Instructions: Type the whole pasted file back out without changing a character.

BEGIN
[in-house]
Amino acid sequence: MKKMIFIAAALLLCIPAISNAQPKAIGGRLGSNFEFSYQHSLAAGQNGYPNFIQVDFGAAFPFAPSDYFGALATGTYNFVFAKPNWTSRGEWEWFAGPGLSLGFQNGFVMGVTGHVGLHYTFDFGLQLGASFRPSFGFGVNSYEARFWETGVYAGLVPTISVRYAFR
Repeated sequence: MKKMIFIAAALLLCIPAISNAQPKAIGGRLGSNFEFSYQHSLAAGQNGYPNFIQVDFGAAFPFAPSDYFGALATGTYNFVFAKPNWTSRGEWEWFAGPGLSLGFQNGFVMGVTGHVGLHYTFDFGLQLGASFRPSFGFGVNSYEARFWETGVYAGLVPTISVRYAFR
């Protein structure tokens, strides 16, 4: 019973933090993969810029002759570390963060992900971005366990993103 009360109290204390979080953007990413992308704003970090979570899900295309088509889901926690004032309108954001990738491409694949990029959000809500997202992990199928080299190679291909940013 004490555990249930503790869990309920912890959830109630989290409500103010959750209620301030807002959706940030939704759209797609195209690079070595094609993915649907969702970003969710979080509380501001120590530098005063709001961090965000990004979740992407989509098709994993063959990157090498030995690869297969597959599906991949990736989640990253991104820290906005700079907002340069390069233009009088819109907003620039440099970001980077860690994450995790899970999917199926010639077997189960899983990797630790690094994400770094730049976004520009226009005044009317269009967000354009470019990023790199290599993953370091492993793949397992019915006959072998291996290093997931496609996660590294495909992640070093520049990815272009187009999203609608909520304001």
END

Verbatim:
[in-house]
Amino acid sequence: MKKMIFIAAALLLCIPAISNAQPKAIGGRLGSNFEFSYQHSLAAGQNGYPNFIQVDFGAAFPFAPSDYFGALATGTYNFVFAKPNWTSRGEWEWFAGPGLSLGFQNGFVMGVTGHVGLHYTFDFGLQLGASFRPSFGFGVNSYEARFWETGVYAGLVPTISVRYAFR
Repeated sequence: MKKMIFIAAALLLCIPAISNAQPKAIGGRLGSNFEFSYQHSLAAGQNGYPNFIQVDFGAAFPFAPSDYFGALATGTYNFVFAKPNWTSRGEWEWFAGPGLSLGFQNGFVMGVTGHVGLHYTFDFGLQLGASFRPSFGFGVNSYEARFWETGVYAGLVPTISVRYAFR
């Protein structure tokens, strides 16, 4: 019973933090993969810029002759570390963060992900971005366990993103 009360109290204390979080953007990413992308704003970090979570899900295309088509889901926690004032309108954001990738491409694949990029959000809500997202992990199928080299190679291909940013 004490555990249930503790869990309920912890959830109630989290409500103010959750209620301030807002959706940030939704759209797609195209690079070595094609993915649907969702970003969710979080509380501001120590530098005063709001961090965000990004979740992407989509098709994993063959990157090498030995690869297969597959599906991949990736989640990253991104820290906005700079907002340069390069233009009088819109907003620039440099970001980077860690994450995790899970999917199926010639077997189960899983990797630790690094994400770094730049976004520009226009005044009317269009967000354009470019990023790199290599993953370091492993793949397992019915006959072998291996290093997931496609996660590294495909992640070093520049990815272009187009999203609608909520304001």